PMB’s Savages Club turn 135

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: Savages Football Club custodian Benjamin Hartshorne holds up the Charity Cup trophy from 1897 in their newly-revamped museum. He urged anyone who has any old memorabilia they would like to donate and add to the collection to contact him at 071?525?1698 or drop off the items at Collegians Club.
: Savages Football Club custodian Benjamin Hartshorne holds up the Charity Cup trophy from 1897 in their newly-revamped museum. He urged anyone who has any old memorabilia they would like to donate and add to the collection to contact him at 071?525?1698 or drop off the items at Collegians Club.
Ian Carbutt

The oldest surviving football club on the African continent will turn 135 this year and their roots have been firmly planted in this city from day one.

With plans in place to celebrate the milestone in August, the club have announced that they will be officially inducted by the association for the oldest continuing football clubs in the world, the Club of Pioneers, at the event.

Savages Football Club were formed on August 26, 1882, when they played their debut match against Hilton College. The game saw a 3-1 score in favour of the Savages.

History tells us that the club were formed by members of the English and Welsh troops who were stationed in Pietermaritzburg at the time.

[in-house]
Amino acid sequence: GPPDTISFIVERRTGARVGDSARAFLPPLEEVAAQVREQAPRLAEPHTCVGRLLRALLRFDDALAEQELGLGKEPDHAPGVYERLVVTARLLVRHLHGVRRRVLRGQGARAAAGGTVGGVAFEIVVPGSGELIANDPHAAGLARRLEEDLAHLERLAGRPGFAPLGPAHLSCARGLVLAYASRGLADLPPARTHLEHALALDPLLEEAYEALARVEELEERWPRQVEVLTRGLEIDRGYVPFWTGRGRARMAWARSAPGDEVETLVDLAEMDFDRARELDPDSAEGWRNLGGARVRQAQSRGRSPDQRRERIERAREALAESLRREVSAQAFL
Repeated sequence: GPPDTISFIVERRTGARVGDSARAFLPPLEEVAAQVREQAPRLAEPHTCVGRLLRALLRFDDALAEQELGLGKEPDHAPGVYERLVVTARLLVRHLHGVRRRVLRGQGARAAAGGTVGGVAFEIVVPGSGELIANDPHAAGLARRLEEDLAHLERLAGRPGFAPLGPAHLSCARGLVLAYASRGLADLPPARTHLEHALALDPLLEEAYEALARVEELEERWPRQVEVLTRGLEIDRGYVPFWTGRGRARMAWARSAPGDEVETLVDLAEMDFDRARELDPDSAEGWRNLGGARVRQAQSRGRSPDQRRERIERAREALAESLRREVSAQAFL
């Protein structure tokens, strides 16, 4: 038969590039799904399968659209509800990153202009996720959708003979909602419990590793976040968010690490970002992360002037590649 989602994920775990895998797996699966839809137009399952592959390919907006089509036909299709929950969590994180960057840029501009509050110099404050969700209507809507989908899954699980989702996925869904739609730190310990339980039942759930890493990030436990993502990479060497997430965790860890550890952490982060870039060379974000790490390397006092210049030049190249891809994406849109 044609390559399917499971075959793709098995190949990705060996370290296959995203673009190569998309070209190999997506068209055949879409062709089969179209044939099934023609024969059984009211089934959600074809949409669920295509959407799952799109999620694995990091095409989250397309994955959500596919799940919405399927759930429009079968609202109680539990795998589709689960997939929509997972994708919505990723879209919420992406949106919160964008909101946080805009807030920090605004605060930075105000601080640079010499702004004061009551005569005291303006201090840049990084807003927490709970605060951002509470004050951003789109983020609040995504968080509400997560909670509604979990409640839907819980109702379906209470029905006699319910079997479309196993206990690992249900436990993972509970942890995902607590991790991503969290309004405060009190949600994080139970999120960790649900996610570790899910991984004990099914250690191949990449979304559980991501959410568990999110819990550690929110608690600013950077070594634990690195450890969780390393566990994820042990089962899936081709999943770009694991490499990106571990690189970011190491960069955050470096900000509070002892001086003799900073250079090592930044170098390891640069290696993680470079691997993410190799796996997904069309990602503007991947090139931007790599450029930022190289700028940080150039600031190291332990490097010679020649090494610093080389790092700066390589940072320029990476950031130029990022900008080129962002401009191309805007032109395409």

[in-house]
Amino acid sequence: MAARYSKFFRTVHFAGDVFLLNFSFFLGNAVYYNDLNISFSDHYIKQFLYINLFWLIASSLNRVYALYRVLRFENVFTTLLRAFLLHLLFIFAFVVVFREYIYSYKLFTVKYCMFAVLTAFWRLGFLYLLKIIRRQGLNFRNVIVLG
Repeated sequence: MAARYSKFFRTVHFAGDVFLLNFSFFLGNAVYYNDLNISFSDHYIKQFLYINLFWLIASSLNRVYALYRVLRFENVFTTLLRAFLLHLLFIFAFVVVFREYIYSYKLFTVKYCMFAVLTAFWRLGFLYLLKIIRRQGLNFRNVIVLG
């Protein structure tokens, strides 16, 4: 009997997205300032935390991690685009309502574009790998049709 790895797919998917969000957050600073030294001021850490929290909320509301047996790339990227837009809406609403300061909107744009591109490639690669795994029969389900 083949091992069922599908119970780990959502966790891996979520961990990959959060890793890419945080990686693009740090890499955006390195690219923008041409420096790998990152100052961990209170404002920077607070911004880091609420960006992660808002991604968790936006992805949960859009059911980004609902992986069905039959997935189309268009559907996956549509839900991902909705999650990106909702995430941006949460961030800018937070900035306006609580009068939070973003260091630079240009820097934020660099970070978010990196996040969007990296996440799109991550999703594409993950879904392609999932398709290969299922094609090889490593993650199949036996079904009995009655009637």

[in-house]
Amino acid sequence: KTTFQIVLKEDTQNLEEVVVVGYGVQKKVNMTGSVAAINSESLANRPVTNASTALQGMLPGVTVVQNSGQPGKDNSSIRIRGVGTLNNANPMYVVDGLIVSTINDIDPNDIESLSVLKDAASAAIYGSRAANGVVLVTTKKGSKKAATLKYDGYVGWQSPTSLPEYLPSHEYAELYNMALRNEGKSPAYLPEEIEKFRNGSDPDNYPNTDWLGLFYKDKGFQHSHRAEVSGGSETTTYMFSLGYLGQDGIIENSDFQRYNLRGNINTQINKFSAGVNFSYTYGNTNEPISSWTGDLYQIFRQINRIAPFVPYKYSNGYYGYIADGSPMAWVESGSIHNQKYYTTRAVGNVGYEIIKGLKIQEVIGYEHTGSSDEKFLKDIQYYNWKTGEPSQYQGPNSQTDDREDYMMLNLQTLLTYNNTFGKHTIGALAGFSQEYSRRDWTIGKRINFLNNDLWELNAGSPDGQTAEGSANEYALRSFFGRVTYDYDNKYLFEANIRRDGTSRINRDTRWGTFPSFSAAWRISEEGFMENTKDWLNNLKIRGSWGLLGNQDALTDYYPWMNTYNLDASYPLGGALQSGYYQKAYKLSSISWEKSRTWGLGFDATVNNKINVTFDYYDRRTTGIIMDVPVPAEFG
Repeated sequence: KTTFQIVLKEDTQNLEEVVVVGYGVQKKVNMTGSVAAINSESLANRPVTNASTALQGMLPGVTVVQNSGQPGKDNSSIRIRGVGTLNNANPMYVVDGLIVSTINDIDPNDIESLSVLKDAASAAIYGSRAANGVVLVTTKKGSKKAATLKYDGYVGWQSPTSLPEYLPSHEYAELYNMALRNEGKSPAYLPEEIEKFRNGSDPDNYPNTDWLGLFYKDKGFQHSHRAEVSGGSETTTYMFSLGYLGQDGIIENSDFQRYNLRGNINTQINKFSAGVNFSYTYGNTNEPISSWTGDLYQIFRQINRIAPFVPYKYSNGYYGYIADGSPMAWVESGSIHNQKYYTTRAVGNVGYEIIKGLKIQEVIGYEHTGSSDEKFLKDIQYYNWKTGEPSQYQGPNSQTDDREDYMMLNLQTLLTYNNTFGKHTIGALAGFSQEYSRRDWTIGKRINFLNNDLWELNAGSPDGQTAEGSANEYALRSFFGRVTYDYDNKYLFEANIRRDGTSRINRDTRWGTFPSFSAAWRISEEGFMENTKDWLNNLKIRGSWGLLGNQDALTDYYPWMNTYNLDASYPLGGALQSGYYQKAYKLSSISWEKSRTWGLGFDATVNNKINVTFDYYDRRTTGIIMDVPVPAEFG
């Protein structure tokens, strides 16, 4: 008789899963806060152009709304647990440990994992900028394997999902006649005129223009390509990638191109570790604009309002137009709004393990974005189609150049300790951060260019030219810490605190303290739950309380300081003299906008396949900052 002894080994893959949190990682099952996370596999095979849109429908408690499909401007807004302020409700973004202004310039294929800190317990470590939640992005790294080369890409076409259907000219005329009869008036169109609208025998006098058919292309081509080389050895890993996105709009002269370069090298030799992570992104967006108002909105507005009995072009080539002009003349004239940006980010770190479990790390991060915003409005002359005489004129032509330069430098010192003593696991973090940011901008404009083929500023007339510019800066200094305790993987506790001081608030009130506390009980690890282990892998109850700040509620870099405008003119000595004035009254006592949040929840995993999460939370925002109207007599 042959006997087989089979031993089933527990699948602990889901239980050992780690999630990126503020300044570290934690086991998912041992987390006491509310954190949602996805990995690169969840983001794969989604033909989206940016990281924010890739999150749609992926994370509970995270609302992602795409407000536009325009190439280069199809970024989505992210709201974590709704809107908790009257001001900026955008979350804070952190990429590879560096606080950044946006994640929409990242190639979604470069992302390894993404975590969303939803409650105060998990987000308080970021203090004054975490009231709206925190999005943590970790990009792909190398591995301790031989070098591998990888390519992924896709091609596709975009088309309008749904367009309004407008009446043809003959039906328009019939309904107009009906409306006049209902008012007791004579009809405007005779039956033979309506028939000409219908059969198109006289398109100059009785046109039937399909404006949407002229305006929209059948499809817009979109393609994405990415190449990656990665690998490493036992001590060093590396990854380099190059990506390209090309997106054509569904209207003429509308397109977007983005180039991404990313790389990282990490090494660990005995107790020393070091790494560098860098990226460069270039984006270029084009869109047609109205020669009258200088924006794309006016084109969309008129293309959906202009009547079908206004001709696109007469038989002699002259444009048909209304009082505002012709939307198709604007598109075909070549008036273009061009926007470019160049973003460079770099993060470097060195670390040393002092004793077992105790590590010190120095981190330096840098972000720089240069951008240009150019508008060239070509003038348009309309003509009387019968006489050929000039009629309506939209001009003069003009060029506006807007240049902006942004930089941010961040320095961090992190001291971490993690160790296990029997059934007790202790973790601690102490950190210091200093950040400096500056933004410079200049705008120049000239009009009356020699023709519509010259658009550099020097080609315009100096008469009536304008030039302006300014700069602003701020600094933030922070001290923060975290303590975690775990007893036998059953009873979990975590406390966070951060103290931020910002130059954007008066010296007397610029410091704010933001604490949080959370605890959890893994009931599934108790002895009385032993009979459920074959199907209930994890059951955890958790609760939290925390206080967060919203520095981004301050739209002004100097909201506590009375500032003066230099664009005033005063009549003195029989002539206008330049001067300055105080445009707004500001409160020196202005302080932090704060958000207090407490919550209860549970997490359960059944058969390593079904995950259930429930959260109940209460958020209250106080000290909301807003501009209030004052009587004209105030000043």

Club custodian Benjamin Hartshorne said an invitation to join the association of the oldest football clubs per country in the world is an extremely rare honour.

“The association will be sending two delegates to pronounce this honour to us in August.

“We would be the only club in the country and the African continent to be inducted. Another club in New Zealand will receive the same honour this year.

“It is sort of the wall of fame of oldest clubs,” said Hartshorne.

“Nobody has ever disputed that [we are the oldest club in Africa]. There were many clubs that were around during that era but we managed to survive and kept our history intact for 135 years.”

Hartshorne said one of the finest players to have honed his football talent at the club was Brett Evans. Evans was a founding member of Ajax Cape Town and played for Ajax for the whole of his 13-year career.

Hartshorne believes many other players who are currently playing in the PSL might have developed their careers at the club.

Known by its traditional black and white colours, the club won their first trophy, the National Football Association Challenge Cup, in 1893, and repeated the feat in 1993 — a century later.

Although currently not competing in mainstream competitions, the club have since survived the odds and are currently focused on developing aspiring young footballers.

In August this year, they preparing to host their 135th anniversary match, which will coincide with the date of the first match ever played by the club.

After World War 2, the club nearly disbanded as they could only produce an under-16 side, which only consisted of 12 players.

Hartshorne said the club are currently registering junior players and are hoping to sign up 250 of them. He said the club also needs more senior players.

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